Guest post by Sondre Agledahl: Microsoft Student Partner, Games programmer and CS student at UCL.
Object-orientated programming is dead! Long live ECS!
Entity-Component System is a powerful architectural pattern often used in game development. It’s in keeping with the general software architecture trend away from inheritance and object-orientated principles to a more data-driven approach to programming. ECS aims to make codebases as modular and memory-efficient as possible through a number of unique design principles, key of which is a clear separation between data and behaviour.
Unity’s recent talks have made it clear that they are embracing ECS and slowly rolling it out in favour of its old object-component model, so it is high time to familiarise oneself with this approach to writing code.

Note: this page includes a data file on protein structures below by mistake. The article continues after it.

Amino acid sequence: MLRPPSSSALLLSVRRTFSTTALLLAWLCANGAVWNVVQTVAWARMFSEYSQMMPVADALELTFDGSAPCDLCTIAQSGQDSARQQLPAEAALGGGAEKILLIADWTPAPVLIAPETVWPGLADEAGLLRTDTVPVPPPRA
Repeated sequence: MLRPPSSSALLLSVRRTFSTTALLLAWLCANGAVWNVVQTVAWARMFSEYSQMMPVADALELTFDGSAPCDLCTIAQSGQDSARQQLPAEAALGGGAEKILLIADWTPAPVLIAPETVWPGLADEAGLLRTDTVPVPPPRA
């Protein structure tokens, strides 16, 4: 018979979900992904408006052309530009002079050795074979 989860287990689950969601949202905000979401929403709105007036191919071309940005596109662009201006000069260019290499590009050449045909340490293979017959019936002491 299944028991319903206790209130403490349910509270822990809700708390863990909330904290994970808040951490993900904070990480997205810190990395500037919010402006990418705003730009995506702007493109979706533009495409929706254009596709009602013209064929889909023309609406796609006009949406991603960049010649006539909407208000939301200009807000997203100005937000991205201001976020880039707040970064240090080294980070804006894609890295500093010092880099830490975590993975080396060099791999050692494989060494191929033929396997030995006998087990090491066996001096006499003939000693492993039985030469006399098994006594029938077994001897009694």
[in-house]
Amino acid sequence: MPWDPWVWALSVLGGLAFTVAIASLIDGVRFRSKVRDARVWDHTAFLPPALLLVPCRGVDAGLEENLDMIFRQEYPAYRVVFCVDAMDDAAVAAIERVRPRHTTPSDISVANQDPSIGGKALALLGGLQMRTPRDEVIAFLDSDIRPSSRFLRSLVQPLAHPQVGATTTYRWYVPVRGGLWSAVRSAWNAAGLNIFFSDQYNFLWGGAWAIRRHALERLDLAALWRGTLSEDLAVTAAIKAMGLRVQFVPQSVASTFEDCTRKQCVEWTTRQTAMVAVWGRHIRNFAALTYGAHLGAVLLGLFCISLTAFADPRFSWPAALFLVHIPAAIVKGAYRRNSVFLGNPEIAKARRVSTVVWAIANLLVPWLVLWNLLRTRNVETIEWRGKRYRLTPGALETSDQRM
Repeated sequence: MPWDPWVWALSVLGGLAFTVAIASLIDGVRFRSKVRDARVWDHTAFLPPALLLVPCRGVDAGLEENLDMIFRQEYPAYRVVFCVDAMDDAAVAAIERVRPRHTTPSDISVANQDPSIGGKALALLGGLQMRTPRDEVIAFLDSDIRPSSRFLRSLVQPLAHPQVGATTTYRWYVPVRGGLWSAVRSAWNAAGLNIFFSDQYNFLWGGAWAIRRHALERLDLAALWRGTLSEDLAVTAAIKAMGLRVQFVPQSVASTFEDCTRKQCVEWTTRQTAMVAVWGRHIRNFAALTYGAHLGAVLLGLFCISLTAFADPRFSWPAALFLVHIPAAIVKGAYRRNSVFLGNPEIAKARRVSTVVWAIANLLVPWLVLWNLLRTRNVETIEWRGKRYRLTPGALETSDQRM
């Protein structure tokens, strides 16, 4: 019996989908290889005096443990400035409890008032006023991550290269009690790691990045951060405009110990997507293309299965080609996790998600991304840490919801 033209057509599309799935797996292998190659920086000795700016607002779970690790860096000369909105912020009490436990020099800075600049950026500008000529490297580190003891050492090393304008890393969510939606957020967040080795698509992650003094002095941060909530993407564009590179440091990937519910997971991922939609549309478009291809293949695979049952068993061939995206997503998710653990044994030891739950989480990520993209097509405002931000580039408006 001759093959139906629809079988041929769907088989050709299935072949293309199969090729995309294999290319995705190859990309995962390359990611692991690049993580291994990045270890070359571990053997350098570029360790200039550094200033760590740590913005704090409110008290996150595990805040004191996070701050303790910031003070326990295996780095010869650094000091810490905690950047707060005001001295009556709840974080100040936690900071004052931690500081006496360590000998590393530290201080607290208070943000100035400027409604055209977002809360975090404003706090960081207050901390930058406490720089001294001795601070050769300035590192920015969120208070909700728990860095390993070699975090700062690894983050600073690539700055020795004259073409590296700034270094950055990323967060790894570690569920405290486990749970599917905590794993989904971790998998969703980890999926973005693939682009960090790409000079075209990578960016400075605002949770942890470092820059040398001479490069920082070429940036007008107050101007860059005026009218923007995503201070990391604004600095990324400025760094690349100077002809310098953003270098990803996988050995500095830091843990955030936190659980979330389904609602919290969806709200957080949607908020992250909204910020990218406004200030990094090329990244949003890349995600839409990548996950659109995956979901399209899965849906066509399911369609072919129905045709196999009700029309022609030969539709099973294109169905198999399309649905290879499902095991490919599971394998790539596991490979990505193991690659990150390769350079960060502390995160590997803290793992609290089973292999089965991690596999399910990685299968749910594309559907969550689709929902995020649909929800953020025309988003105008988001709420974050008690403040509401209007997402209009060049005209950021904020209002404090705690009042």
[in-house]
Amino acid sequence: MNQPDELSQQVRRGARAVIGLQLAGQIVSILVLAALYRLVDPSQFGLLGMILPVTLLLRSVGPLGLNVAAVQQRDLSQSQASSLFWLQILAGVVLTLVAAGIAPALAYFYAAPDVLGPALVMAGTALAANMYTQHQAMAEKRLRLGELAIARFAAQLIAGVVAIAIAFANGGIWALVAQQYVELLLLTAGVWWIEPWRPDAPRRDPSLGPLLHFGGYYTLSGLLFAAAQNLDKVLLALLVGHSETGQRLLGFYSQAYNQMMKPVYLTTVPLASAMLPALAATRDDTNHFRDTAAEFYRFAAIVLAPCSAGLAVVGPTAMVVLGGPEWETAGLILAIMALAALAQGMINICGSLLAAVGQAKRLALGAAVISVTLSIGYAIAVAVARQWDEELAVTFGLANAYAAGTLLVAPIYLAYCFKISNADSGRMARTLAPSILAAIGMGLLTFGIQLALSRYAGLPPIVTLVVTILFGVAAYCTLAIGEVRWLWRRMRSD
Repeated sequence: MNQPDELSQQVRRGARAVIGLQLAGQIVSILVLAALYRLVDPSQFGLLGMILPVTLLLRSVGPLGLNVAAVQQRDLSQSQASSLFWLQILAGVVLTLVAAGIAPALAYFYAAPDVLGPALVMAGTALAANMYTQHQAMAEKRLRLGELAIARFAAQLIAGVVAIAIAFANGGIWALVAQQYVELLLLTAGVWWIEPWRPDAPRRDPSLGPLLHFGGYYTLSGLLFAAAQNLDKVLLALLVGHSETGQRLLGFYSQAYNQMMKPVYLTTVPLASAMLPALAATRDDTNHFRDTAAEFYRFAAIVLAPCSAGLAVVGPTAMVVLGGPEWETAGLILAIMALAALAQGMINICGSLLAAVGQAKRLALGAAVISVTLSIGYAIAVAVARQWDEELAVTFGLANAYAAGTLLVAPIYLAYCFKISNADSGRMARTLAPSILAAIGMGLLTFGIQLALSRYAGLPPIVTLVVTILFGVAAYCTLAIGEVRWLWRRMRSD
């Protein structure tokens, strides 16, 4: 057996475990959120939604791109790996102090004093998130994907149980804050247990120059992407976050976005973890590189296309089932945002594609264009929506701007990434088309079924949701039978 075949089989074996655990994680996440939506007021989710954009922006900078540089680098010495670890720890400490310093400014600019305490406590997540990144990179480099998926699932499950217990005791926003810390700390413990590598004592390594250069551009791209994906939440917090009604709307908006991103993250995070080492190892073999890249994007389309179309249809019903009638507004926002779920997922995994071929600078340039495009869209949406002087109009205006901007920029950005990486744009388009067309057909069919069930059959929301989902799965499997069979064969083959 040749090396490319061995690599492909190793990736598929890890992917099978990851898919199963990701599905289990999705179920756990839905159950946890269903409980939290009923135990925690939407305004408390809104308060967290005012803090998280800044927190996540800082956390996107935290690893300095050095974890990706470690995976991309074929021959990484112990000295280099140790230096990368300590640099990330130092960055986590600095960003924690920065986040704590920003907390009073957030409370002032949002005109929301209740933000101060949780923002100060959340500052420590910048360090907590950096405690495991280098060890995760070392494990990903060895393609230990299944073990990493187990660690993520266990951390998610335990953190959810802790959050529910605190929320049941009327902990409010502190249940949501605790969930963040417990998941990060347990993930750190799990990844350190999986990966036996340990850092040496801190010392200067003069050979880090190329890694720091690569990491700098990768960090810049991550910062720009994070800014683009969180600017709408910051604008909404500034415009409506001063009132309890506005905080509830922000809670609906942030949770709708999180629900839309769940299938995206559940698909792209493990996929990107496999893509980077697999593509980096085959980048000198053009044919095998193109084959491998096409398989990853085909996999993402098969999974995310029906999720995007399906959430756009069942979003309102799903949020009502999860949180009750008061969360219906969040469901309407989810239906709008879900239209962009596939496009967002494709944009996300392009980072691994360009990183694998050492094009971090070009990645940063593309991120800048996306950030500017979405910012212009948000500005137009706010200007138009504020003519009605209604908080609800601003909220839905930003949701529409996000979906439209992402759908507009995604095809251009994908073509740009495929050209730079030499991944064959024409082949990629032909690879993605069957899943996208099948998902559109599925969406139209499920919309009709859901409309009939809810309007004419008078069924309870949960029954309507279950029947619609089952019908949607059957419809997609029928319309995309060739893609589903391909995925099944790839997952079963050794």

Before Unity’s official new structure is deployed, however, you will have ample opportunity to try out this system through numerous open-source ECS frameworks compatible with Unity. This 2-part tutorial explores the Svelto.ECS framework (actively maintained on GitHub by creator Sebastiano Mandalà), and will help you build a complete zombie survival shooter game (pictured below) using Svelto.ECS. Through the concepts you’ll explore by implementing this game, you should gather the experience to make your own ECS-based Unity games from scratch.
(This tutorial assumes familiarity with Unity’s standard MonoBehaviour structure. If you’ve already built a couple of simple games in Unity and have passing knowledge about its key features, you should be good to go.)
ECS – A primer
The core idea of ECS is contained in Entities, which are actually not altogether different from the basic GameObjects in Unity, as they are objects that define tangible things inside your game. These Entities are simply containers for the Components that are attached to them (such as positionComponent, healthComponent, movementComponent, etc.). Where this structure differs from Unity’s standard models (and OOP design generally), is that neither Entities nor Components have any behaviour defined on them – they contain no class methods, only dumb data as member variables.